In statistics, the standard deviation is a measure of the amount of variation or dispersion of a set of values.[1] A low standard deviation indicates that the values tend to be close to the mean (also called the expected value) of the set, while a high standard deviation indicates that the values are spread out over a wider range.


Standard deviation may be abbreviated SD, and is most commonly represented in mathematical texts and equations by the lower case Greek letter sigma σ, for the population standard deviation, or the Latin letter s, for the sample standard deviation.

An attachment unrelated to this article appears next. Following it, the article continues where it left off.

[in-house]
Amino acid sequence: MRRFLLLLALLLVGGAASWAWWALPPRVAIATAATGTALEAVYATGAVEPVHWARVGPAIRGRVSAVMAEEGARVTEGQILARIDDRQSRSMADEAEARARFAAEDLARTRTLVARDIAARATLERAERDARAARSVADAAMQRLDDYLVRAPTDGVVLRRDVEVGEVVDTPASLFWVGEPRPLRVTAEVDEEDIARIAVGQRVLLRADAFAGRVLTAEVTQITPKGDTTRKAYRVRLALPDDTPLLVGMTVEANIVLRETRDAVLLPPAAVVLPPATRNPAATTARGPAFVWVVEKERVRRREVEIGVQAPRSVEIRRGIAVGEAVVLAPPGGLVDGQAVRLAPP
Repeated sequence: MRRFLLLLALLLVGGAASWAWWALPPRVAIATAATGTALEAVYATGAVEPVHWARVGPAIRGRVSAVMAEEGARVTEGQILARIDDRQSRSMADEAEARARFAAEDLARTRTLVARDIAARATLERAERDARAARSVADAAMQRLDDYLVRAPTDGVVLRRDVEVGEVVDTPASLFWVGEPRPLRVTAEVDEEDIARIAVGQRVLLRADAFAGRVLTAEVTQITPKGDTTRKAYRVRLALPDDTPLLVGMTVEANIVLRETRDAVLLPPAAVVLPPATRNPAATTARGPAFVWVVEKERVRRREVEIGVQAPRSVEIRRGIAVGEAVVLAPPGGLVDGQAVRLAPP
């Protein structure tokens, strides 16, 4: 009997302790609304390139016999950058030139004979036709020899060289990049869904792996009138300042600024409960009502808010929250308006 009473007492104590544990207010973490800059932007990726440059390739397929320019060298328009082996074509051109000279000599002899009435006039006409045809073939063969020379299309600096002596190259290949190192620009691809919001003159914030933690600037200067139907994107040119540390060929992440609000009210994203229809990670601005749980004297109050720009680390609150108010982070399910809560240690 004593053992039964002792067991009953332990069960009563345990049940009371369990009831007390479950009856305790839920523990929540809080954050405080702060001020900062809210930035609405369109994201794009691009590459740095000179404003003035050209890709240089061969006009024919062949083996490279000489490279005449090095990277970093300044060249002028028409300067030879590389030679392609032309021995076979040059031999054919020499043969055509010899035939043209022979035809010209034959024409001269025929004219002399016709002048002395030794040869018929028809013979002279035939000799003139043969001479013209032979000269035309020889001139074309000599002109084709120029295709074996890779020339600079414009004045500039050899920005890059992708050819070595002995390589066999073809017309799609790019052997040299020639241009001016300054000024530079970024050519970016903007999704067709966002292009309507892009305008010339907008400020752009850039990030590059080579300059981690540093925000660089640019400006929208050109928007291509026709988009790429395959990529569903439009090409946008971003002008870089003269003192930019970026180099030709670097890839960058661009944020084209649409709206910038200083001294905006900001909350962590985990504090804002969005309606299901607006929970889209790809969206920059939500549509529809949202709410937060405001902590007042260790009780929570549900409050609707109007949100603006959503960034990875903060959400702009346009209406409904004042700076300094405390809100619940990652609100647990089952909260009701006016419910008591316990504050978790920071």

The standard deviation of a random variable, sample, statistical population, data set, or probability distribution is the square root of its variance. It is algebraically simpler, though in practice less robust, than the average absolute deviation.[2][3] A useful property of the standard deviation is that, unlike the variance, it is expressed in the same unit as the data.